Alimony Payments Post-TCJA: Are My Alimony Payments Deductible?
Unfortunately, divorce seems to be a more common theme in the United States as time goes on. 44% of all households contain at least one person who was previously divorced. One of the largest changes that the Tax Cuts and Jobs Act made was with regards to alimony payments, most of which are no longer deductible. However, as with almost everything in the law, there are exceptions.
Amounts paid to a spouse or a former spouse under a divorce or separation instrument (including a divorce decree, a separate maintenance decree, or a written separation agreement) may be alimony or separate maintenance payments for federal tax purposes. Certain alimony or separate maintenance payments are deductible by the payer spouse, and the recipient spouse must include it in income (taxable alimony or separate maintenance). However, for more recent divorcees the payments are most likely not deductible.
Taxpayers cannot deduct alimony or separate maintenance payments made under a divorce or separation agreement (1) executed after 2018, or (2) executed before 2019 but later modified if the modification expressly states the repeal of the deduction for alimony payments applies to the modification. Alimony and separate maintenance payments you receive under such an agreement are not included in your gross income. This means that if your divorce was finalized prior to December 31, 2018, you can likely still deduct alimony payments to your previous spouse! It also means that if your divorce was finalized prior to 2018, but has since been modified, a taxpayer may not be able to deduct the alimony payments if the modification specifically prohibits the taxpayer making the alimony payments from claiming the deduction.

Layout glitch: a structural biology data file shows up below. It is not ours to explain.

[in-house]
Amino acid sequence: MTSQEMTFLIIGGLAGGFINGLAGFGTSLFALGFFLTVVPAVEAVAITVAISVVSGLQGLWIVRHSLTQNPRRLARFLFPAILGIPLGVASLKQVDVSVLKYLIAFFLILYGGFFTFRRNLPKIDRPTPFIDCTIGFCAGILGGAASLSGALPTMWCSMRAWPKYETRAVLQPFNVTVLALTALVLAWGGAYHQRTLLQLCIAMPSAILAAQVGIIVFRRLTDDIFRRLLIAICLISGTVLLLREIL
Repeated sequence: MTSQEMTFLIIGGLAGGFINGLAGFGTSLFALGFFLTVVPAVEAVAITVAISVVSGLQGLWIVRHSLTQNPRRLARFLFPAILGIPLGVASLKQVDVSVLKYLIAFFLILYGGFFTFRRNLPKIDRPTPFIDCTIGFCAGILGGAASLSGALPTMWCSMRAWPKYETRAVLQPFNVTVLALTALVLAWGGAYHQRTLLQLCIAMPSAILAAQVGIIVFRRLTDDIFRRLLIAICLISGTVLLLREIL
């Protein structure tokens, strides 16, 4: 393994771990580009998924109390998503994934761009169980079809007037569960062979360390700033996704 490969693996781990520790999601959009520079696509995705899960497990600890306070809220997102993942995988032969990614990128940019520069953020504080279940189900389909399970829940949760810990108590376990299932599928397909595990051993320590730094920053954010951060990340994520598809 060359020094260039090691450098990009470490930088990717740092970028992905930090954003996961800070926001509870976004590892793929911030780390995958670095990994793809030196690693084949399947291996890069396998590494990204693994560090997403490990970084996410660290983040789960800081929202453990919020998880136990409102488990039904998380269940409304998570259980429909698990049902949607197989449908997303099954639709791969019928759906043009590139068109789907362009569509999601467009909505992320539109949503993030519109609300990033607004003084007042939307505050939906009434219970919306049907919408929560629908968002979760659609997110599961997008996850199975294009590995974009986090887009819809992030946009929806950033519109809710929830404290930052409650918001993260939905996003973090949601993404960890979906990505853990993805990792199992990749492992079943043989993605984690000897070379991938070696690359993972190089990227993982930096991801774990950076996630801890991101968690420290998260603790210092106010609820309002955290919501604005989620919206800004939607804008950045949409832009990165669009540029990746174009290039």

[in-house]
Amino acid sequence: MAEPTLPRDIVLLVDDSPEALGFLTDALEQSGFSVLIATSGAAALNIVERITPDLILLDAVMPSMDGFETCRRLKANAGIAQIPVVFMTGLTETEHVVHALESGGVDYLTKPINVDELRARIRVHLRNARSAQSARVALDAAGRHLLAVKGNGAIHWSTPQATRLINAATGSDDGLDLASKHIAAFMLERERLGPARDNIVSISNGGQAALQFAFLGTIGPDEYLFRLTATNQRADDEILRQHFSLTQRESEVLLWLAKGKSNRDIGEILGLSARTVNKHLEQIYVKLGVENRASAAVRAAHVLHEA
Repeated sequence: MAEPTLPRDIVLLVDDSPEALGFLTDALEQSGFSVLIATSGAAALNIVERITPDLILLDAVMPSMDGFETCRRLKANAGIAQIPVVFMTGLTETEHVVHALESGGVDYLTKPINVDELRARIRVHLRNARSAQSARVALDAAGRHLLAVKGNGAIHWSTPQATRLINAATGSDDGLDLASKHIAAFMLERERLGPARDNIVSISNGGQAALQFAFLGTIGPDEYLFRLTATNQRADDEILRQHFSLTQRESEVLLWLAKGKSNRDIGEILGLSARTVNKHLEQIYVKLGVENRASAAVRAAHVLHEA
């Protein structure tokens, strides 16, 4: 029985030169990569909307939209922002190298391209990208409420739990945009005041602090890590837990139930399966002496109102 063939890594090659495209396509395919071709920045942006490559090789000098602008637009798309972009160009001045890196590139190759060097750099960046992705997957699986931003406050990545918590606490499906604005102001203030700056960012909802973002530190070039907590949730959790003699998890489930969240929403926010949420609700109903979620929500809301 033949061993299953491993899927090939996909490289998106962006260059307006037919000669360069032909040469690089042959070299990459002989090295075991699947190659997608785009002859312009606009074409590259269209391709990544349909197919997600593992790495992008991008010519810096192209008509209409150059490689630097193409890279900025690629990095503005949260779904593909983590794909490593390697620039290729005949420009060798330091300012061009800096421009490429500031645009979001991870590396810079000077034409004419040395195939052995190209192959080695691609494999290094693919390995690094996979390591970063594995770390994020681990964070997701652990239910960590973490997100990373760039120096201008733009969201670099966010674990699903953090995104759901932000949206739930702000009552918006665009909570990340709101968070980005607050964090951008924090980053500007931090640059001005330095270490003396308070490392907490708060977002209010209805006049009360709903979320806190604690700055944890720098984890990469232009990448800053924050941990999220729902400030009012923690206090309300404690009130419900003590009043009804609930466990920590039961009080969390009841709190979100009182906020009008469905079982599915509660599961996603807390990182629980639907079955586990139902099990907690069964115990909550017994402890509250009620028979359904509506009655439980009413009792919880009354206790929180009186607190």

Recent divorcees should take note to these changes, especially if their divorce decree has been recently modified. They may be improperly deducting alimony payments without evening knowing it or they may be leaving money on the table by not claiming their deduction! The professionals at The Center for Financial, Legal, and Tax Planning are more than knowledgeable with regards to the aspects of the Tax Cuts and Jobs Act. Please contact us at (618) 997-3436 with any questions.